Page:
Masekela’s 1968 Landmark “Grazing In The Grass” Soothed America’s Soul

There’s so much to say about Hugh Masekela, the legendary trumpeter who passed away on Tuesday at the age of 78. He was a lifelong crusader for human rights, especially in his native South Africa, and he devoted himself tirelessly to charitable causes his whole life. He was a central figure in Paul Simon’s legendary Graceland project in 1986, and Simon called him the single greatest authority on South African music and one of the kindest, most generous souls he’s ever met. Masekela’s list of accomplishments runs long and deep.

But when I think of Hugh Masekela one song always comes to mind.

The summer of 1968 seemed an awfully long way removed from the previous year’s joyfully precocious Summer of Love. 1968’s was more like the summer of tragedy and discontent. The Vietnam War was delivering more American casualties than ever before, and the streets were filled with unrest. The assassinations of MLK and RFK seemed to put a bullet in the heart of the Peace and Love philosophy, which became reflected musically by the gradual dissolution of psychedelia’s unifying trappings.

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Whatever else the weird karma floating around that summer was responsible for, at least one amazing thing happened: “Grazing In The Grass”, a jazz instrumental by the obscure South African trumpeter Hugh Masekela, became the smash hit of the season, seemingly one of the unlikeliest #1 Hits in Billboard history. But listen to it again and the track’s natural appeal still shines.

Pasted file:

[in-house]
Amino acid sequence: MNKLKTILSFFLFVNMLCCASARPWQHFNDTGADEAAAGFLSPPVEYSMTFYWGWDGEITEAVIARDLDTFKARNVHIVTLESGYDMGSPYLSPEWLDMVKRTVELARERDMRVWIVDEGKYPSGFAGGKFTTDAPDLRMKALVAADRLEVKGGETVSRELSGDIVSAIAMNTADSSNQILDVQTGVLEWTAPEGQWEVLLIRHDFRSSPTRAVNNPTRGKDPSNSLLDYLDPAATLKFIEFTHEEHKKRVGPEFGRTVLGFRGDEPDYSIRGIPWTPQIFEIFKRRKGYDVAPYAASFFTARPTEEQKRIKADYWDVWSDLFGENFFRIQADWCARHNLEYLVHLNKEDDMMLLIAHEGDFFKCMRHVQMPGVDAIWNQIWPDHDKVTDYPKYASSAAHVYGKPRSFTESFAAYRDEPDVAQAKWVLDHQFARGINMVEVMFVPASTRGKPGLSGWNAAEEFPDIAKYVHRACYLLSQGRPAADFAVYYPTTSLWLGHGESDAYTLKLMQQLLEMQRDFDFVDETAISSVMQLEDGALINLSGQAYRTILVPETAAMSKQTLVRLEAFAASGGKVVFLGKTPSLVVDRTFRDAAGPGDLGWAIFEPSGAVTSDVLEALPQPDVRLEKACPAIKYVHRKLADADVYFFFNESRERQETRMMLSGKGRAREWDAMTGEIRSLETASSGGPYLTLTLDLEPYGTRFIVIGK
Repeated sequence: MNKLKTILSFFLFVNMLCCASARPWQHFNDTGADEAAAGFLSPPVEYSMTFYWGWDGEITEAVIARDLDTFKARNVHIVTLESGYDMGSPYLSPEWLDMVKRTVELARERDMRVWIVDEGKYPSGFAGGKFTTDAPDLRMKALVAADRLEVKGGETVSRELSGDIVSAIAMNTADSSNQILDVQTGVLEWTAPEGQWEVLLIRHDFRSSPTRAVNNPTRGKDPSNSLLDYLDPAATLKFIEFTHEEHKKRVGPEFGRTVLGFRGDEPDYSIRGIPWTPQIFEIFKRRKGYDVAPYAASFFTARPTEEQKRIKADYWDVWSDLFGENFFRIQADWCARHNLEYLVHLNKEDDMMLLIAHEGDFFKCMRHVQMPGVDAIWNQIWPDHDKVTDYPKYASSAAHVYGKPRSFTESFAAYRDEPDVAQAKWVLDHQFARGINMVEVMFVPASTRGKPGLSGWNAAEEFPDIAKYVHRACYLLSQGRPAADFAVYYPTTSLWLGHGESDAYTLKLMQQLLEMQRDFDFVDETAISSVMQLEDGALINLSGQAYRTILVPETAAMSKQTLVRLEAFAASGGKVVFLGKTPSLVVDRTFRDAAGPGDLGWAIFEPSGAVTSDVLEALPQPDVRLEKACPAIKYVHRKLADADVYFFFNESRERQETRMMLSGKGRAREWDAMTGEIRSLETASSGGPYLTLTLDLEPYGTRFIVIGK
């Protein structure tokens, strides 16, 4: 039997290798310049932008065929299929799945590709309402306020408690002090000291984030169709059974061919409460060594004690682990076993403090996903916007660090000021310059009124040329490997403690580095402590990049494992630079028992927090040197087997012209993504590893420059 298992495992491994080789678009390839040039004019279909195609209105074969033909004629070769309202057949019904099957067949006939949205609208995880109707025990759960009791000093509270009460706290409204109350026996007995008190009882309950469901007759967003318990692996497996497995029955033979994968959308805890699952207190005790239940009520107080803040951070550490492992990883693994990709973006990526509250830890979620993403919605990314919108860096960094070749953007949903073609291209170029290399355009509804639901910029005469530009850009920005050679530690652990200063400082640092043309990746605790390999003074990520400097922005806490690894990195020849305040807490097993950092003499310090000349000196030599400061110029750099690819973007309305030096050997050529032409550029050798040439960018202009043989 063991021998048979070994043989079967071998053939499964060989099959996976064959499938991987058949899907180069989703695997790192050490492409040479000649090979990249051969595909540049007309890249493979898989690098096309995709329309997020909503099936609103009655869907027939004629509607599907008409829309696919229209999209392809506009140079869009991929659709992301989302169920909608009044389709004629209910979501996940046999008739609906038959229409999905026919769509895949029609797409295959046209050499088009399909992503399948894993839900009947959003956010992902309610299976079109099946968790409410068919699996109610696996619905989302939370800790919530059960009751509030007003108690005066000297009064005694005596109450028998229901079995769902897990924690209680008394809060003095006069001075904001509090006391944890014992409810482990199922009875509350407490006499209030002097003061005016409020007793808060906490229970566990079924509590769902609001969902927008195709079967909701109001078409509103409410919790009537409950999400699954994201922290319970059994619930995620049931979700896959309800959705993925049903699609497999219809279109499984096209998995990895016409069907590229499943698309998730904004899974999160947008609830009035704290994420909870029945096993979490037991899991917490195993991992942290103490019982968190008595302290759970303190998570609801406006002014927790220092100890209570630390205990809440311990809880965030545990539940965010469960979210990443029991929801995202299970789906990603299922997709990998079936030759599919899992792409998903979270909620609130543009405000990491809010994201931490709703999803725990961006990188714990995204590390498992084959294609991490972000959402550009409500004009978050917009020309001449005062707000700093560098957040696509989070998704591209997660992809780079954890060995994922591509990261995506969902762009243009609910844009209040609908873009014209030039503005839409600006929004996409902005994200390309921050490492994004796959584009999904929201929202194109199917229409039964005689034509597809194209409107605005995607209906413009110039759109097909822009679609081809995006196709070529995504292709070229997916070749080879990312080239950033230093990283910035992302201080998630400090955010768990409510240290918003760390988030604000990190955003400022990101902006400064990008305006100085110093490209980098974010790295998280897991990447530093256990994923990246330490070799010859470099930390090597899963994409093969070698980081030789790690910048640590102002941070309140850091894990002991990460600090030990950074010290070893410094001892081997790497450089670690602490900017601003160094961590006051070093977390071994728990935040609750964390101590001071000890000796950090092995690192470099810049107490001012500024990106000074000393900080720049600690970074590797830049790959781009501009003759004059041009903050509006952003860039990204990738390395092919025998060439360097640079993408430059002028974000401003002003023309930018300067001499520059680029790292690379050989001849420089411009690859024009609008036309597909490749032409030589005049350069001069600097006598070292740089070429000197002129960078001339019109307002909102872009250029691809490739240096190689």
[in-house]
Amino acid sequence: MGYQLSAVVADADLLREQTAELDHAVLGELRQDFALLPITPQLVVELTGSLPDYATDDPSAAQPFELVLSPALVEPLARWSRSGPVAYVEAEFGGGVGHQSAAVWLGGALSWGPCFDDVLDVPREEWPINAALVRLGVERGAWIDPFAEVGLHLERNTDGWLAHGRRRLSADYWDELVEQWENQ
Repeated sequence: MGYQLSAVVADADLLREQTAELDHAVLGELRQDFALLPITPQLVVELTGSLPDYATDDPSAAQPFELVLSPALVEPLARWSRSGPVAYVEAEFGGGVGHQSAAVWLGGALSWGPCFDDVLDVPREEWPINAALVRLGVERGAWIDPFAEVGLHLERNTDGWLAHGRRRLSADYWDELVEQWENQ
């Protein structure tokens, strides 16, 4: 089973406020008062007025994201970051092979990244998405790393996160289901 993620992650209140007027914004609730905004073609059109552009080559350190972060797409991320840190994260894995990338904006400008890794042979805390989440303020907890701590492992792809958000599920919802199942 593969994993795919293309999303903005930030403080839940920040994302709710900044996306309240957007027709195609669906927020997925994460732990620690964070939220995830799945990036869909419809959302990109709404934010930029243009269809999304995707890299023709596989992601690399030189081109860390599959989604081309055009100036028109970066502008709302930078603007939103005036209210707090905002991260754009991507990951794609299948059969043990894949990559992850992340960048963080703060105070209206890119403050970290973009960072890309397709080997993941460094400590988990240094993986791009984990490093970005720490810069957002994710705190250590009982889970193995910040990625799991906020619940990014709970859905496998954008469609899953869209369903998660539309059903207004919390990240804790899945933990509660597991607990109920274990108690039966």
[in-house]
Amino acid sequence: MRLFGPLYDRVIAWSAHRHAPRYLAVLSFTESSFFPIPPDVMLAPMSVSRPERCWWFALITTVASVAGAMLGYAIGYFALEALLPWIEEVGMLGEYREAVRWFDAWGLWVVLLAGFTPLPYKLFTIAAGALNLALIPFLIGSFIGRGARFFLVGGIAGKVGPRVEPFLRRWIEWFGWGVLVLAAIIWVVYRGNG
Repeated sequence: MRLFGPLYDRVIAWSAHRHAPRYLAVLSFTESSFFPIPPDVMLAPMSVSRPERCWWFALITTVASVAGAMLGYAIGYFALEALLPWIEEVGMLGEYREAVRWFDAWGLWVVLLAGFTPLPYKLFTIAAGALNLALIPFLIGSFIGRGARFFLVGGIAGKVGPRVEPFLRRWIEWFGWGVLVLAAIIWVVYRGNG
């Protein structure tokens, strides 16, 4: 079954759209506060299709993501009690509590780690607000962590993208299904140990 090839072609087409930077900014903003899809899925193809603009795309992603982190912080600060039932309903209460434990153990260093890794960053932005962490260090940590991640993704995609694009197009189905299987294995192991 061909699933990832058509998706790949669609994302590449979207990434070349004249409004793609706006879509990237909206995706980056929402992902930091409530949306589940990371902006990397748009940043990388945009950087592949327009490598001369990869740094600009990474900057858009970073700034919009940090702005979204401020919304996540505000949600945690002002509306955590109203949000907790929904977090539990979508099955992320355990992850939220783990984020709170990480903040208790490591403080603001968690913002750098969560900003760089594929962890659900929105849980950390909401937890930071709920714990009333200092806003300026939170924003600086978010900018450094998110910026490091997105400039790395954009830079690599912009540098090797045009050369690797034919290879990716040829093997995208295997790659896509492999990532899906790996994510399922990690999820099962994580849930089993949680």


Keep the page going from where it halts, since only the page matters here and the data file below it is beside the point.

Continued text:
It was a little bit exotic and a little bit familiar at the same time. Right off the bat, nobody had ever heard a cowbell played like that, and off the top of my head I can’t think of another song since where it is played quite so. The triplet pattern on the piano was also pretty unusual for the pop charts. This was jazz, but played looser and rawer than the American variety. It felt like R&B, it felt hippie, it felt urban, it felt rural, it felt warm, it felt like summer. This was a landmark song that helped America chill out at a time it really needed to.

It was also a product of a time when people were, perhaps paradoxically, much more open to exotic-sounding music than they are today. I am still holding out faint hope for a time when another obscure international jazz musician records an instrumental that hits #1 on Billboard. You never know, America may still yet get as messed up as it was in 1968.

Photo credit: By scorpius73 from Washington, DC, USA (Hugh Masekela) [CC BY-SA 2.0 (], via Wikimedia Commons

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